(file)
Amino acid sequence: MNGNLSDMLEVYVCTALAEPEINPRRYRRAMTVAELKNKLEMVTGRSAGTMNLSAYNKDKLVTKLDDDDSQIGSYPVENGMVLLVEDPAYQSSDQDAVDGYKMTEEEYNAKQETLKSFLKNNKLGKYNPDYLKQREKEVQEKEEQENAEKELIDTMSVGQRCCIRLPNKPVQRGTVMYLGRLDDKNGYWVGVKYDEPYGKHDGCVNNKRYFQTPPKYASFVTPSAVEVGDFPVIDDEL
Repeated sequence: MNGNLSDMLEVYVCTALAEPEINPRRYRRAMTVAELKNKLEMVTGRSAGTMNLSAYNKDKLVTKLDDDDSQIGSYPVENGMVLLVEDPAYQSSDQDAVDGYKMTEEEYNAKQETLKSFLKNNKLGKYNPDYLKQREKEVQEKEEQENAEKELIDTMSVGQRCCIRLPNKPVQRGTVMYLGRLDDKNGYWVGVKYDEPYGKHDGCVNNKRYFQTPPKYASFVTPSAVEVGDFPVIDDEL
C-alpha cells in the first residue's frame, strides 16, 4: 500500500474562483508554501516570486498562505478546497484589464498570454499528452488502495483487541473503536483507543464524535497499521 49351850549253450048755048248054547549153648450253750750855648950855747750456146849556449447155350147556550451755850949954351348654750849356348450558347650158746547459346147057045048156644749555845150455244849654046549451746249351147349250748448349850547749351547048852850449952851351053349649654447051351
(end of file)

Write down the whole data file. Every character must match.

Amino acid sequence: MNGNLSDMLEVYVCTALAEPEINPRRYRRAMTVAELKNKLEMVTGRSAGTMNLSAYNKDKLVTKLDDDDSQIGSYPVENGMVLLVEDPAYQSSDQDAVDGYKMTEEEYNAKQETLKSFLKNNKLGKYNPDYLKQREKEVQEKEEQENAEKELIDTMSVGQRCCIRLPNKPVQRGTVMYLGRLDDKNGYWVGVKYDEPYGKHDGCVNNKRYFQTPPKYASFVTPSAVEVGDFPVIDDEL
Repeated sequence: MNGNLSDMLEVYVCTALAEPEINPRRYRRAMTVAELKNKLEMVTGRSAGTMNLSAYNKDKLVTKLDDDDSQIGSYPVENGMVLLVEDPAYQSSDQDAVDGYKMTEEEYNAKQETLKSFLKNNKLGKYNPDYLKQREKEVQEKEEQENAEKELIDTMSVGQRCCIRLPNKPVQRGTVMYLGRLDDKNGYWVGVKYDEPYGKHDGCVNNKRYFQTPPKYASFVTPSAVEVGDFPVIDDEL
C-alpha cells in the first residue's frame, strides 16, 4: 500500500474562483508554501516570486498562505478546497484589464498570454499528452488502495483487541473503536483507543464524535497499521 49351850549253450048755048248054547549153648450253750750855648950855747750456146849556449447155350147556550451755850949954351348654750849356348450558347650158746547459346147057045048156644749555845150455244849654046549451746249351147349250748448349850547749351547048852850449952851351053349649654447051351